Almost 2 years ago, due to circumstances in education, family, and life, I made a decision to leave teaching, to walk away from my classroom. Two weeks prior, I had to endure the task of informing my students of my decision. It’s ironic how selfish one can be in a profession that is filled with the rewards of giving. My profession, for the first time in 15 years, started feeling like a job in the weeks leading up. I had lost focus, and with it, lost the love and passion from which I thrived. It had become all about me: the hatred building up inside of me, the decision I had to make, the failure I was going to be in my students eyes. I hated that society didn’t value my profession. I hated that the Federal and State governments tried to label my students as Proficient or Non-proficient. I hated that my performance was going to be judged based upon these tests. I hated that I was a data collecting machine. I hated Summative and Formative testing. I hated those who spoke of pedagogy and rigor. I hated that my district didn’t value technology. I hated that I was reprimanded for the tangle of electrical cords when my request for replacement batteries for laptops was denied. I hated that increasing contributions to my benefits package guaranteed a continued pay cut every year. I hated that a yearly pay cut meant I could not provide for my family and left me no choice. I hated having to make that decision. I hated that I had to look my students in the eye and tell them “I am sorry, I failed you as your teacher.” In my search to excuse my feelings of failure, I had lost sight of the only opinion that truly mattered. In those weeks, I truly did fail my students, but my students never failed me.
On that dreaded day of revelation, about 30 minutes into my tear filled explanation of my decision to leave the classroom, one of my students stopped me. She stated through her own tears, “Why do you keep saying Sorry? You did nothing wrong.” She continued by clarifying in 3 minutes what I had tried to say in 30. She informed all that putting my 3 kids ahead of them as students was nothing to apologize about. She proceeded to lecture the class and myself that even though we only had 2 more weeks together, we should be thankful for the last 4 months of being Mr. Lowe‘s class. With the conviction of a true leader, she requested everyone to not discuss this anymore and make the most of our last 2 weeks together. She ended by telling me that I was more than just a teacher to this class. She believed in everything I said including forever being one of Mr. Lowe’s kids, and my being out of the classroom was not going to change that! There have been plenty of times students had to correct me and there have been plenty of times students have inspired me, but this was just the beginning of the most inspiring 2 weeks I had ever experienced. It is inspiring to see your students put into action everything that you preach about as a teacher especially when you had just dropped a bombshell on them. “Leave your troubles at the door.” “When you enter this classroom, you enter with a promise to always do your best, even when things are at their worst.” “Are you proud of your work?” Did I ever mention these were 4th Graders?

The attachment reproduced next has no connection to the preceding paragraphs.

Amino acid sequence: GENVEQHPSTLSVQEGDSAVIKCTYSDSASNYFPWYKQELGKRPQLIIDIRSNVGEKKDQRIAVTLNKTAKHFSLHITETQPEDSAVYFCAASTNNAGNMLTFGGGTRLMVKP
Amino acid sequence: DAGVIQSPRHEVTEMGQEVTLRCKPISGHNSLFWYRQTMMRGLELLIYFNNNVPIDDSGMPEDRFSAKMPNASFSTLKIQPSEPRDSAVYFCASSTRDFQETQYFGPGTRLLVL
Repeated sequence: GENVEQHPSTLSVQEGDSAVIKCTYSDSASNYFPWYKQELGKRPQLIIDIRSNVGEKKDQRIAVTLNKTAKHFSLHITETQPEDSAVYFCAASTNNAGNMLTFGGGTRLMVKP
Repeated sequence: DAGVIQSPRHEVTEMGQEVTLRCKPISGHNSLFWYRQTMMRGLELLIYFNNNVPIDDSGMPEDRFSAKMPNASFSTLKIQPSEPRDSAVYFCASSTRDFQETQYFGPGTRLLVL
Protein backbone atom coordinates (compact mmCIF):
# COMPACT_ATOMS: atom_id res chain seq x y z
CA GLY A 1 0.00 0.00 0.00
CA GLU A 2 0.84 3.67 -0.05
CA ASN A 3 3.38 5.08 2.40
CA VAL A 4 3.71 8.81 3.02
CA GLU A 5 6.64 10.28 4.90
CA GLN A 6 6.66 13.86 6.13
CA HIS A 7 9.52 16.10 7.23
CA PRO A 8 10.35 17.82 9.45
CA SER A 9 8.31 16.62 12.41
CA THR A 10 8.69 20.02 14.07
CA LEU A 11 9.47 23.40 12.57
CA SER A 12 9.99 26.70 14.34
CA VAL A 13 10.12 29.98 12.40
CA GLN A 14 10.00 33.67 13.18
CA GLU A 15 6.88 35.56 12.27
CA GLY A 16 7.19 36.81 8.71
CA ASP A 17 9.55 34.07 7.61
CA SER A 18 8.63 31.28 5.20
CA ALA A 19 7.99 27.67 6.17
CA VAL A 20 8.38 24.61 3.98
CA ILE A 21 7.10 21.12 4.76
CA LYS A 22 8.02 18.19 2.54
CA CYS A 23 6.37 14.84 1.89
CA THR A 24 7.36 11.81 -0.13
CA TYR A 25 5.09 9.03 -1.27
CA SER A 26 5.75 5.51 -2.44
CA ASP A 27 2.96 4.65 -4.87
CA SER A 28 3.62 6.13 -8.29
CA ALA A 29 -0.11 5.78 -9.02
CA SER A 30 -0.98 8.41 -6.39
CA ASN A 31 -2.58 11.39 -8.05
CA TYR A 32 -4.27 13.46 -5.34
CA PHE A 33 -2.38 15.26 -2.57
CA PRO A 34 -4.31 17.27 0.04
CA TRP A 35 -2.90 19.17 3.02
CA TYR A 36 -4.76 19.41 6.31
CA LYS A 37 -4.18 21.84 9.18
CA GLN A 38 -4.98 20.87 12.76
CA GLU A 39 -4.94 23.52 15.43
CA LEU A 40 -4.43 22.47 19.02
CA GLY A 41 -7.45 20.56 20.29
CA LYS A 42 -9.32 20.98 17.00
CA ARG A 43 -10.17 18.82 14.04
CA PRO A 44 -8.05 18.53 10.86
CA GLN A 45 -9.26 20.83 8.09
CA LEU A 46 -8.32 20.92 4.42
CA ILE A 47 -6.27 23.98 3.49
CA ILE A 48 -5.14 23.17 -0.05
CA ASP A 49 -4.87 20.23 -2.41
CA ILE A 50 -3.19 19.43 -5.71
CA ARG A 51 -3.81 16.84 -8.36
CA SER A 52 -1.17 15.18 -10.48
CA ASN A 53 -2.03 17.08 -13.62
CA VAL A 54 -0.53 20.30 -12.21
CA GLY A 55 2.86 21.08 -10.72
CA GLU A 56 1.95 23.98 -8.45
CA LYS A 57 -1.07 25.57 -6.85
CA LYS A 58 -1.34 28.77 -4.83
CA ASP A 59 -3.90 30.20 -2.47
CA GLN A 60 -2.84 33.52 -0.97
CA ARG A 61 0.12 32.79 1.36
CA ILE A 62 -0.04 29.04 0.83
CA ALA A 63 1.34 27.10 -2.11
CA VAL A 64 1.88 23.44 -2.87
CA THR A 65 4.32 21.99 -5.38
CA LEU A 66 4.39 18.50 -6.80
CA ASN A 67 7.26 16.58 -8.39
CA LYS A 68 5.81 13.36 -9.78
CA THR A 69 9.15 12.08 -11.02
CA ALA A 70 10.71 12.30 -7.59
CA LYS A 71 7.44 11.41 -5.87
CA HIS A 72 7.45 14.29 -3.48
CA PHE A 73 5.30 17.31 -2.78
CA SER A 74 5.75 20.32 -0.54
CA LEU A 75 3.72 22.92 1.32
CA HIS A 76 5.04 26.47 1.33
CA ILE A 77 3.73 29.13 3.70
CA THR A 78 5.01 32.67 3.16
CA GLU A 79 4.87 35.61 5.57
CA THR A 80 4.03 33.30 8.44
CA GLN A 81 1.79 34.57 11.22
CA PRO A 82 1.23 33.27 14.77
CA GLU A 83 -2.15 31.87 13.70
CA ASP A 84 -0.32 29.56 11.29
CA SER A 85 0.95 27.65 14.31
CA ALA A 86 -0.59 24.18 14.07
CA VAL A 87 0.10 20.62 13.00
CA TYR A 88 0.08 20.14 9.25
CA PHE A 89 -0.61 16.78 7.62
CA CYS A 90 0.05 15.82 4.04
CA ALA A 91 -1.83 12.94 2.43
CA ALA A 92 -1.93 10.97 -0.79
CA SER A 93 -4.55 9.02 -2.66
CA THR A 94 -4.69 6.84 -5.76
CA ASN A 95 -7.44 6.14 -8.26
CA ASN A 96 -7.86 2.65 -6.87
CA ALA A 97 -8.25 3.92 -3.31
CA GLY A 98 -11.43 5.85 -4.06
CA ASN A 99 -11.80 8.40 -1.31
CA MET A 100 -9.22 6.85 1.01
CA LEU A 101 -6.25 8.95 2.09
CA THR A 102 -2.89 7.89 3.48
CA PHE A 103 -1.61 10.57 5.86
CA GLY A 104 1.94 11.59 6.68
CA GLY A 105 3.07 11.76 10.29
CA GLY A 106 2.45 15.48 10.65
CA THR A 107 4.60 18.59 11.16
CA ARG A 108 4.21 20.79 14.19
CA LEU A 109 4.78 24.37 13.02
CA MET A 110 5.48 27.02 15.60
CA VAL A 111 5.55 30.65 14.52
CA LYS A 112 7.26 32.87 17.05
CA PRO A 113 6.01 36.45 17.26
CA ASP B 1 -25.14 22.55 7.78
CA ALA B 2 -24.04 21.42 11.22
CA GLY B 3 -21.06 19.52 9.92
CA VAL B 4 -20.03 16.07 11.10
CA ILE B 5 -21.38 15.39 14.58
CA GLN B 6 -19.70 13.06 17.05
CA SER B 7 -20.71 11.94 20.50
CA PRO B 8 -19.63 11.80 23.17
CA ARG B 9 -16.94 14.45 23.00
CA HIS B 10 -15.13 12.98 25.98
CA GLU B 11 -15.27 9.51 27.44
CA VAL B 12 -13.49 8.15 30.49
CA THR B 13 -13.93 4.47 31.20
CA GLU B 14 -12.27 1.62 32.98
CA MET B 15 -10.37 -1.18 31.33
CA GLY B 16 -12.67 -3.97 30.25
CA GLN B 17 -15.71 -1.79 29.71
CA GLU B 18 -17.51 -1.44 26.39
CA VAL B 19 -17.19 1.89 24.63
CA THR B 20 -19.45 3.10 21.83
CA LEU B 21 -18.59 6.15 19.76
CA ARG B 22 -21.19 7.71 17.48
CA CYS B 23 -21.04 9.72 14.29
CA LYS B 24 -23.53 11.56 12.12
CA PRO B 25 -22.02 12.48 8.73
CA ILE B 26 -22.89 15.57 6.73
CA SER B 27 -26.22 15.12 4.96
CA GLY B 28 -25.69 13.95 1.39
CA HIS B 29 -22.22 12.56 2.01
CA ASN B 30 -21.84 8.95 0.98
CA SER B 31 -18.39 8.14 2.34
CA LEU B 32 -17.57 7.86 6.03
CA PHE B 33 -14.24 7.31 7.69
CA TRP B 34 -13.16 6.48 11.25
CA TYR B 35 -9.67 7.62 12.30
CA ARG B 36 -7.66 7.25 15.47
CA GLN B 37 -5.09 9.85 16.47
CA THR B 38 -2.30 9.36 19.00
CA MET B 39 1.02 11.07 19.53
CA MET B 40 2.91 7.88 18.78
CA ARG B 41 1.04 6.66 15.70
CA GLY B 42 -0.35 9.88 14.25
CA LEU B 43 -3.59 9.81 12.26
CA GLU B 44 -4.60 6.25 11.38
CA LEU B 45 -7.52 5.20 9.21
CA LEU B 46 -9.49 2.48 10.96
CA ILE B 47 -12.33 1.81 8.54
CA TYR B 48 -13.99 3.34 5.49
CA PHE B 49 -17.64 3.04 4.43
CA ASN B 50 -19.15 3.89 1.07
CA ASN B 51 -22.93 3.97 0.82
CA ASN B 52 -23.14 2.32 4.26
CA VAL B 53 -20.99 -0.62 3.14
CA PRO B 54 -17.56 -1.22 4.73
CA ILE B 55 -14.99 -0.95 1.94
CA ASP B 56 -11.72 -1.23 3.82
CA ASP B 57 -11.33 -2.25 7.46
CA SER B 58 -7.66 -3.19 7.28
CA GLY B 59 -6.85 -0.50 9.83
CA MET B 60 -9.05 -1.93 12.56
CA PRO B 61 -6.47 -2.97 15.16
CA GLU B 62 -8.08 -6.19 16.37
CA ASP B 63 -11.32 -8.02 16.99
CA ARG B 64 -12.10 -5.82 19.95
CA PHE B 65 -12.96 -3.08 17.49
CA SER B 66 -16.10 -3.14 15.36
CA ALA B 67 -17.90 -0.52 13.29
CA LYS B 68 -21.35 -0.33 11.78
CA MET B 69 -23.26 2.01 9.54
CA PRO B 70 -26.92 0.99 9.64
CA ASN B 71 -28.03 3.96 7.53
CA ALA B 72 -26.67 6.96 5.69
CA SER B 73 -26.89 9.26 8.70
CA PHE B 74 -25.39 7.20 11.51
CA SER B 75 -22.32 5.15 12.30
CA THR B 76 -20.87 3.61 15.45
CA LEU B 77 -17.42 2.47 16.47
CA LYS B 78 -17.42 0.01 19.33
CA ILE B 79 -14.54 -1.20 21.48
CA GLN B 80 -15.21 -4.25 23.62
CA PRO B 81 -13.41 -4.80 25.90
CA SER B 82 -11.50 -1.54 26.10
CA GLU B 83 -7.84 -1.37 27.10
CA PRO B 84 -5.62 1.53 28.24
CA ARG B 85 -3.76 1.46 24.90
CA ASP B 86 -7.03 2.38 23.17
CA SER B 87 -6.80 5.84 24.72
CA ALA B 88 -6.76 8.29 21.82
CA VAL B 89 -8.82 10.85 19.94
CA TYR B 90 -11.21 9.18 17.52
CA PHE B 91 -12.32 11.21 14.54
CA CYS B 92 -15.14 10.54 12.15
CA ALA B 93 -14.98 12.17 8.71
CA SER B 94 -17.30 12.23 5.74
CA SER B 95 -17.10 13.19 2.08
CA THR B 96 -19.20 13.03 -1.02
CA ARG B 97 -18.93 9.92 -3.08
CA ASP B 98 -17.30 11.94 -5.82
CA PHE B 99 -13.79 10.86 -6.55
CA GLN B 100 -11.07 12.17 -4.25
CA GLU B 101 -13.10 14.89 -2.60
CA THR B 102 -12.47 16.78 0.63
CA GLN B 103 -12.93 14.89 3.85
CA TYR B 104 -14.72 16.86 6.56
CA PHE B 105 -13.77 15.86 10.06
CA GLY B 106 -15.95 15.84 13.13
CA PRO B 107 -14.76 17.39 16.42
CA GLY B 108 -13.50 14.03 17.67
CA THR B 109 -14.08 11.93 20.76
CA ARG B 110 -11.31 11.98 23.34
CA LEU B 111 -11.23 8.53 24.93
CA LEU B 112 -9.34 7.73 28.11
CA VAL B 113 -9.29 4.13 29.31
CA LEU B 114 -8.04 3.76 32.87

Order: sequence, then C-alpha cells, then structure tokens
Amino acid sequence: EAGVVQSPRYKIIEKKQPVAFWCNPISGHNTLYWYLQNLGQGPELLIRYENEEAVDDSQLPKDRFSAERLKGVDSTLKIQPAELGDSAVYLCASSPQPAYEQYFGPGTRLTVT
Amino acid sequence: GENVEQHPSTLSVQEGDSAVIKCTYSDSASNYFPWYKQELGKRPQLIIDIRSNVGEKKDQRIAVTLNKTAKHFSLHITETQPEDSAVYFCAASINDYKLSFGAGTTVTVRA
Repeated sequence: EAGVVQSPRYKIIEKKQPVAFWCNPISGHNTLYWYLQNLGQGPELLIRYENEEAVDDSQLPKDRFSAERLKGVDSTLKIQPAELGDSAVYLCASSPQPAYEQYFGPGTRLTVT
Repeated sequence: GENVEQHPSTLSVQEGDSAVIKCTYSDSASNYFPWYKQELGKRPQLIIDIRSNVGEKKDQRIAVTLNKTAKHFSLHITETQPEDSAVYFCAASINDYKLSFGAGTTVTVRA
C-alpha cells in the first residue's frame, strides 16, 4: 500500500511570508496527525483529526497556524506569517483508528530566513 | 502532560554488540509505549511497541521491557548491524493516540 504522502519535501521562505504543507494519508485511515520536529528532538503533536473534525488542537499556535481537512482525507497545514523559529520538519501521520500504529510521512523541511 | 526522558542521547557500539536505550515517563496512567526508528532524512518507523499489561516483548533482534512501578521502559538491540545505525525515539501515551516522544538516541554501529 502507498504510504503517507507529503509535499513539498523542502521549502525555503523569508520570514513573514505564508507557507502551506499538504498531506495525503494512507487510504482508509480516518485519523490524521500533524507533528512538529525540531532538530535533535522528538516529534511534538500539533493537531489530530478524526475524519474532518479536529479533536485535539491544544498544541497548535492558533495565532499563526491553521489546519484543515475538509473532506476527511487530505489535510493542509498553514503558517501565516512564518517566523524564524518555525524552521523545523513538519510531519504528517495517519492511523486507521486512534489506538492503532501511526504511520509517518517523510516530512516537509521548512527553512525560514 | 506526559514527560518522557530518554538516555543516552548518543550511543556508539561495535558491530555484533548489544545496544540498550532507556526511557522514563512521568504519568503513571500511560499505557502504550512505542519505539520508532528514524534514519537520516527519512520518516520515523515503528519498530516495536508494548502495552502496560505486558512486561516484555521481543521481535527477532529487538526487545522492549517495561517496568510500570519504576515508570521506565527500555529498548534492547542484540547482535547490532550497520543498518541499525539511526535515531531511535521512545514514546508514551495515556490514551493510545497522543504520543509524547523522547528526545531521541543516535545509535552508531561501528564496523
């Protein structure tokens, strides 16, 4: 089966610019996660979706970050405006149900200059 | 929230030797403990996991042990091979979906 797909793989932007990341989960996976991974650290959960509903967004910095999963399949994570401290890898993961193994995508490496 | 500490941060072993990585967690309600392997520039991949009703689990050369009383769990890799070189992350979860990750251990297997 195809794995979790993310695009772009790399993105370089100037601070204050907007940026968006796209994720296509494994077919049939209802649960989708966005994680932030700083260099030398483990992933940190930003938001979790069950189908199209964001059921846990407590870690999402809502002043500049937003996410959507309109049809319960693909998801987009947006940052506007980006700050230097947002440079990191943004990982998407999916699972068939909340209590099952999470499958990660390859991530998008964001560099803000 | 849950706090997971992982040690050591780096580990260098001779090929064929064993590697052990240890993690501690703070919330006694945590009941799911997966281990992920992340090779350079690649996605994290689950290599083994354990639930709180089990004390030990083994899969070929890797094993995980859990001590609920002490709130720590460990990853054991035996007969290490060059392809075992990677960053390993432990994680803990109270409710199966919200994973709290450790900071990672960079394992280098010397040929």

In a true moment of students teaching the teacher, I had become that lost student needing help, disengaged due to outside circumstances. The outpouring of support came, lesson after lesson. Parents and students, past and present, went out of their way to deliver messages of inspiration and encouragement. My students were right, I had nothing to be “Sorry” about. In fact, I was grateful. I loved every minute I spent in the classroom. I loved inspiring. I loved seeing the Ah Ha moment. I loved the laughing. I loved the dancing. I loved when they made fun of me. I loved the raw emotions of crying, fear and anxiety turn to happiness, courage, and hope. I loved seeing a C student get a C+. I loved seeing BFFs form from my choice in seating. I loved the hugs of excitement and sorrow. I loved to see confidence sprout from doubt. I loved saying “I’m proud of You.” I loved getting in trouble because I fought for my students. I loved working with parents. I loved being inspired by students. I loved seeing them present their work. I loved hearing them sing. I loved welcoming them in the morning. I loved being loud in the hallway with them. I loved the high fives. I loved the down lows. I loved the April Fools pranks. I loved the egg toss and the egg drop. I loved having International Day. I loved steps of improvement no matter how small. I loved the first day, last day, and all the days in between. Most of all, I loved my students, each and every one. I would like to end by telling each and every one “I thank you for being a part of my class, my family! You played an important part in making me the teacher I was, and the person I am today! For this, I will always love you!”